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Don’t make Four gone conclusions

 (The Spokesman-Review)
(The Spokesman-Review)
John Blanchette The Spokesman-Review

TUCSON, Ariz. – This is written with the utmost sincerity:

If Rick Neuheisel planned on participating in another NCAA Tournament Calcutta – and considering he has an extra $4.5 million to play around with now, why wouldn’t he? – this is the year he and his buddies would buy Gonzaga.

There. You’ll never see “utmost sincerity” and “Rick Neuheisel” paired so closely in this space again, so that’s your first March Madness upset.

But back to our regularly scheduled premise:

The people who do these things – and there are roughly as many to be found on the Internet as there are decibels in Dick Vitale’s duffle bag – have established that the odds on Gonzaga running the NCAA basketball table are 10-1. Because this number seems suspiciously short, the management here cannot recommend this as being for anything other than sucker purposes only.

However, the same Internet bandit we consulted suggests that the odds on the Zags making the Final Four in St. Louis are a mere 4-1.

Which is exactly how many games Gonzaga must win to get there.

Four. One at a time.

This sort of talk makes coaches go all short-fuse, especially on the eve of the NCAA’s first round and especially when the first-round opponent is the deliciously overlookable Winthrop Eagles. The Winthrops are the scourge of the Big South Conference but the silage of Bracketville, and yet it seems that the hapless of March eventually find hap against somebody – and you never want that to be you.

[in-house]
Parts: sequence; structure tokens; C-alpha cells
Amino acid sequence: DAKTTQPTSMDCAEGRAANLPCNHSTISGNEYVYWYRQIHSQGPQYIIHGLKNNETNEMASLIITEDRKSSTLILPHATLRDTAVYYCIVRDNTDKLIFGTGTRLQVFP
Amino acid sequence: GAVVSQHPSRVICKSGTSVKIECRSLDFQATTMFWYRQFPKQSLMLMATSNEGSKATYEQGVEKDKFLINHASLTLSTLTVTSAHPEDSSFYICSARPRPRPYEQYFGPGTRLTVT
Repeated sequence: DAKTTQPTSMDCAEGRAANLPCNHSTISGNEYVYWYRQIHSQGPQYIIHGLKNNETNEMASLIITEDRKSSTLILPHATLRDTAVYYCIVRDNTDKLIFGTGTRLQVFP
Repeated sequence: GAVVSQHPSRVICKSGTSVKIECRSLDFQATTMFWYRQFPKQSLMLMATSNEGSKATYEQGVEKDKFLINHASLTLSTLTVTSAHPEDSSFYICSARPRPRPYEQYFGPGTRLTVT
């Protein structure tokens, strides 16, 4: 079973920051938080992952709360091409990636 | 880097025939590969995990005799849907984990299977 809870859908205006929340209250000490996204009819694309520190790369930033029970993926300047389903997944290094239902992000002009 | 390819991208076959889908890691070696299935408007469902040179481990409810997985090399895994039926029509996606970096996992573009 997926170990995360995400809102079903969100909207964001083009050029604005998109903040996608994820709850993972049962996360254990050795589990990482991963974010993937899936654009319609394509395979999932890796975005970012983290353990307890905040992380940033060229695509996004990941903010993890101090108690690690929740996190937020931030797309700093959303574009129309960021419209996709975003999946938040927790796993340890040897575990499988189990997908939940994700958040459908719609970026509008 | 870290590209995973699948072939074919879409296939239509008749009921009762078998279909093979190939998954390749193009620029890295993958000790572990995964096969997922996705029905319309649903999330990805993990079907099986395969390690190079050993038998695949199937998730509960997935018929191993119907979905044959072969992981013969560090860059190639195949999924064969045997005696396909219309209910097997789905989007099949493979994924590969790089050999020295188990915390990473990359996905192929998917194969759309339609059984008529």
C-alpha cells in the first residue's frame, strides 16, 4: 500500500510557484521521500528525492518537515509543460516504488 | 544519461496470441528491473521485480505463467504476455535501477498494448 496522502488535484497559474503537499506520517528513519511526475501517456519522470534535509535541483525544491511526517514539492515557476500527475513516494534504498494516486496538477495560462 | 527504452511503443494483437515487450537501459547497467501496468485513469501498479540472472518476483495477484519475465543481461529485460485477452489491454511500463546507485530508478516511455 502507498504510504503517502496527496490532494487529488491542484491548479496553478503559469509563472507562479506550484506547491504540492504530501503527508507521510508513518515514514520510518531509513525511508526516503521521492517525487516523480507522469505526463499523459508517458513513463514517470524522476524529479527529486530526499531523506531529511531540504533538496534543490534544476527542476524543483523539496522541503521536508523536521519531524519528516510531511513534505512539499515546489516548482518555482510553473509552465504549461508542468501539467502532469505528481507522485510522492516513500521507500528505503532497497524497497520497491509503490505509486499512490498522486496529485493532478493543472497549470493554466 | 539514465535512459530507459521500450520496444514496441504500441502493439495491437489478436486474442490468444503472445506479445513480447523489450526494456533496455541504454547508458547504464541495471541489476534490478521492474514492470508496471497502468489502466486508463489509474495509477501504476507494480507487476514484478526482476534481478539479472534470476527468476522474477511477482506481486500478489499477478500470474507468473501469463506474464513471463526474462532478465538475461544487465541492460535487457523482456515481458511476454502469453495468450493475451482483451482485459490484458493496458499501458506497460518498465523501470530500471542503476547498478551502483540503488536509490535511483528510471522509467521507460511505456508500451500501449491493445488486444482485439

Gonzaga coach Mark Few is sweating Winthrop, even if the Zagocracy isn’t.

In any event, an interesting notion is beginning to take shape.

This was, of course, supposed to be the downshift season at Gonzaga, when the Zags absorbed the loss of the many mega-contributors from the team which rose, at one point, to No. 3 in the nation. This year was going to be needed for the youngsters – seven of the first eight with two active years or less in the program – to find a lower gear and start the climb again.

But what if it turned out to be just “The Year” instead?

The year the Zags made it to the Final Four.

From experience (see Nevada, 2005, and Wyoming, 2003), we know that a giddy favorite can see its name turned to March Mud by a clutch of clanked 3-pointers. Any fool can pick all four finalists – although this fool never has – but surely he knows that he’s just one of Dave Libbey’s look-at-me-ma technical fouls from seeing his genius go up in smoke.

So this Gonzaga/Final Four business is not a prediction. It’s a concept. Some of it’s based on a rather intangible feeling, some of it on past performance and some on the company being kept.

The feeling is something Few addressed on Selection Sunday, in noting the difference between this year’s team and last year’s Zags, who carried a ton more expectations with a No. 2 seed. He spoke of the current group’s hell-bent style and general hunger, how it has improved immensely in even the last two weeks – compared to “last year, when it seemed like we were just trying to pace ourselves and hang on.